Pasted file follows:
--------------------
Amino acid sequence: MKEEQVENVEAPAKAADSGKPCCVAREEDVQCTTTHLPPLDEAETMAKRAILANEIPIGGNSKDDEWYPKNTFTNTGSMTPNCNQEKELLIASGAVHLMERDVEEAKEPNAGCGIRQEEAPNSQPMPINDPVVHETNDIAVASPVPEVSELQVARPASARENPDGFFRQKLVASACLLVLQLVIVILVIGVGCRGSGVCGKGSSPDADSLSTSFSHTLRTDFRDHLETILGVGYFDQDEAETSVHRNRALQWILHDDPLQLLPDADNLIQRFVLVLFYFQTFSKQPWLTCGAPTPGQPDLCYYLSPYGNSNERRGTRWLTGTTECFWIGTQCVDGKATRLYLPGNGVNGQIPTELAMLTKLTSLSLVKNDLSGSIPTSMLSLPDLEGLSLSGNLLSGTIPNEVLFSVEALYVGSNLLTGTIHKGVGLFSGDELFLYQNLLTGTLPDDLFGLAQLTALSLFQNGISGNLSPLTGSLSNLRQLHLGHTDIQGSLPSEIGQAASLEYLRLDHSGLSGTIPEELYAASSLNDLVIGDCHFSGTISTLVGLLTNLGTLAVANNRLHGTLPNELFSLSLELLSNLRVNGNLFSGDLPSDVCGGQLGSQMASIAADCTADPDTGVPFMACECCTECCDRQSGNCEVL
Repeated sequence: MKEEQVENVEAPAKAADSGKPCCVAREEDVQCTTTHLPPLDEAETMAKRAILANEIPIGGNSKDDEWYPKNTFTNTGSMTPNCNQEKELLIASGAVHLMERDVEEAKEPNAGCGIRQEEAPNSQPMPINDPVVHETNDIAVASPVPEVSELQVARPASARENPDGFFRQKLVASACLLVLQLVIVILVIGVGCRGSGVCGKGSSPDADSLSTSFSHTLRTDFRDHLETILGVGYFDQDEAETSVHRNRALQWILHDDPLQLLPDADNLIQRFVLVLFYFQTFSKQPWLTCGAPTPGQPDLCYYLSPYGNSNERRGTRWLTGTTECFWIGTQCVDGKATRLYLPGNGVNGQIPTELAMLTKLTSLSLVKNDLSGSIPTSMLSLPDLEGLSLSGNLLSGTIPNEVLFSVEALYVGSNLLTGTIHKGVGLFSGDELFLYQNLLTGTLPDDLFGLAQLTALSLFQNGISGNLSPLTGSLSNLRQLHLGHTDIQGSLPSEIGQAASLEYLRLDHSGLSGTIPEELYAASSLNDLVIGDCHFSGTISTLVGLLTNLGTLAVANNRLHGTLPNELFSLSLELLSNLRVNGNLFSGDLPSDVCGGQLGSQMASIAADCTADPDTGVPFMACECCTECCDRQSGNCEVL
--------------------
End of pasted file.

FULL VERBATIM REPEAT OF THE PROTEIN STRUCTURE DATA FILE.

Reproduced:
Amino acid sequence: MKEEQVENVEAPAKAADSGKPCCVAREEDVQCTTTHLPPLDEAETMAKRAILANEIPIGGNSKDDEWYPKNTFTNTGSMTPNCNQEKELLIASGAVHLMERDVEEAKEPNAGCGIRQEEAPNSQPMPINDPVVHETNDIAVASPVPEVSELQVARPASARENPDGFFRQKLVASACLLVLQLVIVILVIGVGCRGSGVCGKGSSPDADSLSTSFSHTLRTDFRDHLETILGVGYFDQDEAETSVHRNRALQWILHDDPLQLLPDADNLIQRFVLVLFYFQTFSKQPWLTCGAPTPGQPDLCYYLSPYGNSNERRGTRWLTGTTECFWIGTQCVDGKATRLYLPGNGVNGQIPTELAMLTKLTSLSLVKNDLSGSIPTSMLSLPDLEGLSLSGNLLSGTIPNEVLFSVEALYVGSNLLTGTIHKGVGLFSGDELFLYQNLLTGTLPDDLFGLAQLTALSLFQNGISGNLSPLTGSLSNLRQLHLGHTDIQGSLPSEIGQAASLEYLRLDHSGLSGTIPEELYAASSLNDLVIGDCHFSGTISTLVGLLTNLGTLAVANNRLHGTLPNELFSLSLELLSNLRVNGNLFSGDLPSDVCGGQLGSQMASIAADCTADPDTGVPFMACECCTECCDRQSGNCEVL
Repeated sequence: MKEEQVENVEAPAKAADSGKPCCVAREEDVQCTTTHLPPLDEAETMAKRAILANEIPIGGNSKDDEWYPKNTFTNTGSMTPNCNQEKELLIASGAVHLMERDVEEAKEPNAGCGIRQEEAPNSQPMPINDPVVHETNDIAVASPVPEVSELQVARPASARENPDGFFRQKLVASACLLVLQLVIVILVIGVGCRGSGVCGKGSSPDADSLSTSFSHTLRTDFRDHLETILGVGYFDQDEAETSVHRNRALQWILHDDPLQLLPDADNLIQRFVLVLFYFQTFSKQPWLTCGAPTPGQPDLCYYLSPYGNSNERRGTRWLTGTTECFWIGTQCVDGKATRLYLPGNGVNGQIPTELAMLTKLTSLSLVKNDLSGSIPTSMLSLPDLEGLSLSGNLLSGTIPNEVLFSVEALYVGSNLLTGTIHKGVGLFSGDELFLYQNLLTGTLPDDLFGLAQLTALSLFQNGISGNLSPLTGSLSNLRQLHLGHTDIQGSLPSEIGQAASLEYLRLDHSGLSGTIPEELYAASSLNDLVIGDCHFSGTISTLVGLLTNLGTLAVANNRLHGTLPNELFSLSLELLSNLRVNGNLFSGDLPSDVCGGQLGSQMASIAADCTADPDTGVPFMACECCTECCDRQSGNCEVL